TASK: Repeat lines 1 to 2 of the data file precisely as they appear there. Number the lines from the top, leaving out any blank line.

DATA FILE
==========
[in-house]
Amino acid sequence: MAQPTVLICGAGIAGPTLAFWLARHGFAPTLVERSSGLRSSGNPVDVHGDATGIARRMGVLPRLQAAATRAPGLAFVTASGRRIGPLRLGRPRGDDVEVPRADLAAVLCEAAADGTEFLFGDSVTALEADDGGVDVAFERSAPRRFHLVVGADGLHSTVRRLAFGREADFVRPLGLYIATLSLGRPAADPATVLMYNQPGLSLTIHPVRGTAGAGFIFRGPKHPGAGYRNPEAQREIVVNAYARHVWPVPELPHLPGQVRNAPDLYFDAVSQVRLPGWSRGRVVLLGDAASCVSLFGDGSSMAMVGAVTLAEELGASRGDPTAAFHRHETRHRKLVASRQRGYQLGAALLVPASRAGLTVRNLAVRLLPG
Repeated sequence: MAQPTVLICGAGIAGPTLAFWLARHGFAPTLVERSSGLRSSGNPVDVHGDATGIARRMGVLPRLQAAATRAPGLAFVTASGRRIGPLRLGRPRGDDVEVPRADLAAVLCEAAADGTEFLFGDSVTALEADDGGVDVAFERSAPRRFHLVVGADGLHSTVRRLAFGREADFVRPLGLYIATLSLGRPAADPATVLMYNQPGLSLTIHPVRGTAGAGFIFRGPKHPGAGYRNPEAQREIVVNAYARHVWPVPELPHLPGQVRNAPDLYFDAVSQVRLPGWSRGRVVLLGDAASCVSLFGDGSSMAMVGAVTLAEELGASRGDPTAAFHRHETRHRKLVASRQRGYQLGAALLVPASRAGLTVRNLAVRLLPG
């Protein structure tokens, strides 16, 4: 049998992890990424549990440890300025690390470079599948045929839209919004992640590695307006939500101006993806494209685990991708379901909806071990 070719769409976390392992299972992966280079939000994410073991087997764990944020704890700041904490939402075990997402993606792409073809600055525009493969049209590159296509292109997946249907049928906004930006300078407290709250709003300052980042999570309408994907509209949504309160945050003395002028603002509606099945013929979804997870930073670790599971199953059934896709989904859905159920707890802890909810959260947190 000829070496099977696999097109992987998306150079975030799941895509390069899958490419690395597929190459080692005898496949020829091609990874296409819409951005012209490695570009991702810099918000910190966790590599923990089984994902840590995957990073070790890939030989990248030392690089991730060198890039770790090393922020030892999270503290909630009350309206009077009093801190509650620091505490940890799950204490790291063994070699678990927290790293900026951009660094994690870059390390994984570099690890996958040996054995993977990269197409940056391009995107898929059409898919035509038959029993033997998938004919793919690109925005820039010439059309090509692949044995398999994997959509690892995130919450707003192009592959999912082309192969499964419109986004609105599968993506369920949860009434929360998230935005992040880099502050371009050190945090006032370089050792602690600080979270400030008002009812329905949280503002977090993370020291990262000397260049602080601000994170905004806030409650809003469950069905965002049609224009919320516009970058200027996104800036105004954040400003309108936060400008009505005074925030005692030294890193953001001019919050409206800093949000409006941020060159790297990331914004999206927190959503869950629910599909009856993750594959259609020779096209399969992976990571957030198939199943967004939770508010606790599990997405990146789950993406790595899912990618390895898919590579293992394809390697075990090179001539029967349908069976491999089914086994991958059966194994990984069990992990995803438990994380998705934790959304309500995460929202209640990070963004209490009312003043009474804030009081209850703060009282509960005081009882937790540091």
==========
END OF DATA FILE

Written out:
[in-house]
Amino acid sequence: MAQPTVLICGAGIAGPTLAFWLARHGFAPTLVERSSGLRSSGNPVDVHGDATGIARRMGVLPRLQAAATRAPGLAFVTASGRRIGPLRLGRPRGDDVEVPRADLAAVLCEAAADGTEFLFGDSVTALEADDGGVDVAFERSAPRRFHLVVGADGLHSTVRRLAFGREADFVRPLGLYIATLSLGRPAADPATVLMYNQPGLSLTIHPVRGTAGAGFIFRGPKHPGAGYRNPEAQREIVVNAYARHVWPVPELPHLPGQVRNAPDLYFDAVSQVRLPGWSRGRVVLLGDAASCVSLFGDGSSMAMVGAVTLAEELGASRGDPTAAFHRHETRHRKLVASRQRGYQLGAALLVPASRAGLTVRNLAVRLLPG